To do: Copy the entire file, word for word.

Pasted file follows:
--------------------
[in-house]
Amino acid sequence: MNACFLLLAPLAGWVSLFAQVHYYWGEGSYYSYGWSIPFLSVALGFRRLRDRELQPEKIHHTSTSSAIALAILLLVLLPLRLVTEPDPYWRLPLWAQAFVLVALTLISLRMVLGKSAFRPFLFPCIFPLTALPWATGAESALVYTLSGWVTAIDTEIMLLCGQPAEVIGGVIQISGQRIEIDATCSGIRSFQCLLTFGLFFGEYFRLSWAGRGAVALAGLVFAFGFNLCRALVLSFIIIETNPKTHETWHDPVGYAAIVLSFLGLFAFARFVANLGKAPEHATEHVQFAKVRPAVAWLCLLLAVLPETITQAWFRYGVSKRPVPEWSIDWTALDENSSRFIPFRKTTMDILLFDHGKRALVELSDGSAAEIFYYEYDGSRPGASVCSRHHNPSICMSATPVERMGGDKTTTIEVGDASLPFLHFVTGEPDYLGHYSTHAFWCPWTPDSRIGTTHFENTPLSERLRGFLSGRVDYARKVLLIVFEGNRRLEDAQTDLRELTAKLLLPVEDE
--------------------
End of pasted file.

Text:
[in-house]
Amino acid sequence: MNACFLLLAPLAGWVSLFAQVHYYWGEGSYYSYGWSIPFLSVALGFRRLRDRELQPEKIHHTSTSSAIALAILLLVLLPLRLVTEPDPYWRLPLWAQAFVLVALTLISLRMVLGKSAFRPFLFPCIFPLTALPWATGAESALVYTLSGWVTAIDTEIMLLCGQPAEVIGGVIQISGQRIEIDATCSGIRSFQCLLTFGLFFGEYFRLSWAGRGAVALAGLVFAFGFNLCRALVLSFIIIETNPKTHETWHDPVGYAAIVLSFLGLFAFARFVANLGKAPEHATEHVQFAKVRPAVAWLCLLLAVLPETITQAWFRYGVSKRPVPEWSIDWTALDENSSRFIPFRKTTMDILLFDHGKRALVELSDGSAAEIFYYEYDGSRPGASVCSRHHNPSICMSATPVERMGGDKTTTIEVGDASLPFLHFVTGEPDYLGHYSTHAFWCPWTPDSRIGTTHFENTPLSERLRGFLSGRVDYARKVLLIVFEGNRRLEDAQTDLRELTAKLLLPVEDE